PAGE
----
Searching over 5,500,000 cases.

Buy This Entire Record For $7.95

Official citation and/or docket number and footnotes (if any) for this case available with purchase.

Learn more about what you receive with purchase of this case.

Zizzo v. Jewel Food Stores, Inc.

United States District Court, N.D. Illinois, Eastern Division

November 12, 2014



GEORGE M. MAROVICH, District Judge.

Plaintiff John Peter Zizzo ("Zizzo") filed suit against defendants Jewel Food Stores, Inc. (his employer) ("Jewel") and Super Valu (the former parent company of his employer). Zizzo alleges that they violated the Americans with Disabilities Act ("ADA"), 42 U.S.C. § 12101, et seq. and the Age Discrimination in Employment Act, 29 U.S.C. § 623. Defendants have filed a motion for summary judgment. For the reasons set forth below, the Court grants defendants' motion for summary judgment.

I. Background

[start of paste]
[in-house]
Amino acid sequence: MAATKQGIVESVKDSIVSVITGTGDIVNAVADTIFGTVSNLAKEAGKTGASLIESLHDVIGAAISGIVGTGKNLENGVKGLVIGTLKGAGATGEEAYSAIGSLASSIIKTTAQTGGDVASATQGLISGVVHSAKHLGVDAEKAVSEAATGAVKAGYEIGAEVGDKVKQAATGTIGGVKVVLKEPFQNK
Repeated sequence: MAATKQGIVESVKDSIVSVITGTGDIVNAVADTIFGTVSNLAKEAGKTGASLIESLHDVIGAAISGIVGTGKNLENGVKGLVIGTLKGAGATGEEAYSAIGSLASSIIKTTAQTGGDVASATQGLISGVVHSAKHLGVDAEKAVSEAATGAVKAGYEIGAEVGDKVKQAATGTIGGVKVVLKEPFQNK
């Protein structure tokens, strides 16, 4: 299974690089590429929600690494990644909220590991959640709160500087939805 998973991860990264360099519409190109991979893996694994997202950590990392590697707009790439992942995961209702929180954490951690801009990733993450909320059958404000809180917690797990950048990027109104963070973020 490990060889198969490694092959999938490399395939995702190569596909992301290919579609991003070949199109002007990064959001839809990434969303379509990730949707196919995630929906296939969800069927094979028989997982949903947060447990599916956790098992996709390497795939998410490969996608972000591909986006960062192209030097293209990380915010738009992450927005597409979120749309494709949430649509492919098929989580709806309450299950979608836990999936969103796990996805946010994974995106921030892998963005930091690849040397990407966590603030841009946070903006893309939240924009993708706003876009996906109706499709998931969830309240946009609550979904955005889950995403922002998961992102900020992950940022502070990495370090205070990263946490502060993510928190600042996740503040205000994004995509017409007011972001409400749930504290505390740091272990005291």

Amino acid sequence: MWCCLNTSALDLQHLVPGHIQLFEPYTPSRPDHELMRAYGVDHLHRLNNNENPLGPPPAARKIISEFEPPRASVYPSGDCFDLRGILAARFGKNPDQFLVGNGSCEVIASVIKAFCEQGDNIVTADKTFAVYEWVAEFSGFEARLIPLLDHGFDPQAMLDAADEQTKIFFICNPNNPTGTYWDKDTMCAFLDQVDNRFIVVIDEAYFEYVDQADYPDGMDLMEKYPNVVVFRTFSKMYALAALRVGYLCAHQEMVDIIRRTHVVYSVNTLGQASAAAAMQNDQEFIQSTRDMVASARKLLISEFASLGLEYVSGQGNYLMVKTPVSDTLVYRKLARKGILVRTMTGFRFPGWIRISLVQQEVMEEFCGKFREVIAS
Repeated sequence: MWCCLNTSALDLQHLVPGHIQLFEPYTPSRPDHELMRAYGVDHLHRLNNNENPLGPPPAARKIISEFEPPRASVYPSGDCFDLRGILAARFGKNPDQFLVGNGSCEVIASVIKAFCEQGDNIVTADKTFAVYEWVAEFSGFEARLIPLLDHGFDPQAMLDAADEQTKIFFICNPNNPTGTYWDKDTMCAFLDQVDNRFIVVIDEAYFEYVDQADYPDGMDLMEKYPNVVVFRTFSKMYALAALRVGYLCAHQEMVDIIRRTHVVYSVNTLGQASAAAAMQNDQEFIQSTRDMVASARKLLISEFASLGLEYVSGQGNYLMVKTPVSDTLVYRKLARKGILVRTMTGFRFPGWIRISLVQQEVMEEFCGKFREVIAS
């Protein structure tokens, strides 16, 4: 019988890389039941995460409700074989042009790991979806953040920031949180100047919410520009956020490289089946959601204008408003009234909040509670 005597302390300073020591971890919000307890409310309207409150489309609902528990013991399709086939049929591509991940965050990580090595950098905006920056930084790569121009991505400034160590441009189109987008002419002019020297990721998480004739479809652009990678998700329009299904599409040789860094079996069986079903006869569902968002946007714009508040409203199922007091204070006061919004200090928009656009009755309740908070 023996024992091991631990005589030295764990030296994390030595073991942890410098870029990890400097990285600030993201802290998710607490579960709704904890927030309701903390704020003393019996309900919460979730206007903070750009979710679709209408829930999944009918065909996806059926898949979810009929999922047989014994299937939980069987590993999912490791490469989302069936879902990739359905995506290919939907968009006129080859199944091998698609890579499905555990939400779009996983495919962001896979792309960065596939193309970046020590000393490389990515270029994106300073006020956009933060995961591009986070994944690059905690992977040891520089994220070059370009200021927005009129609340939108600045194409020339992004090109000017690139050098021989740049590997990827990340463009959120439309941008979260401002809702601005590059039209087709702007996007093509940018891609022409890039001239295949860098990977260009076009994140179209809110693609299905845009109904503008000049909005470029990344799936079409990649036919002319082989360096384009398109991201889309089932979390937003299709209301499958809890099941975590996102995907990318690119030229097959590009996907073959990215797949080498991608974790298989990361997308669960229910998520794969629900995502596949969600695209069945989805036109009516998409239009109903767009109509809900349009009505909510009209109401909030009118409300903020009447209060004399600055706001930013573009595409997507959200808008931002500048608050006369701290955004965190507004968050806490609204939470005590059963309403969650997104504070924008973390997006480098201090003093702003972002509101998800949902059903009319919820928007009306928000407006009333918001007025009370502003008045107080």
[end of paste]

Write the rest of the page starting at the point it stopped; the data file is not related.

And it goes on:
Local Rule 56.1 outlines the requirements for the introduction of facts parties would like considered in connection with a motion for summary judgment. This Court enforces Local Rule 56.1 strictly. Facts that are argued but do not conform with the rule are not considered by the Court. For example, facts included in a party's brief but not in its statement of facts are not considered by the Court because to do so would rob the other party of the opportunity to show that such facts are disputed. Where one party supports a fact with admissible evidence and the other party fails to controvert the fact with citation to admissible evidence, the Court deems the fact admitted. See Ammons v. Aramark Uniform Services, Inc., 368 F.3d 809, 817-818 (7th Cir. 2004). It is not enough at the summary judgment stage for either party to say a fact is disputed. The Court considers a fact disputed only if both parties put forth admissible evidence of his or its version of the fact. Asserted "facts" not supported by deposition testimony, documents, affidavits or other evidence admissible for summary judgment purposes are not considered by the Court. The Court enforces Local Rule 56.1 with respect to both parties regardless of whether either party moves to strike non-complying portions, because the purpose of the rule is to make the Court's job manageable, not to give litigants additional ammunition to use against one another.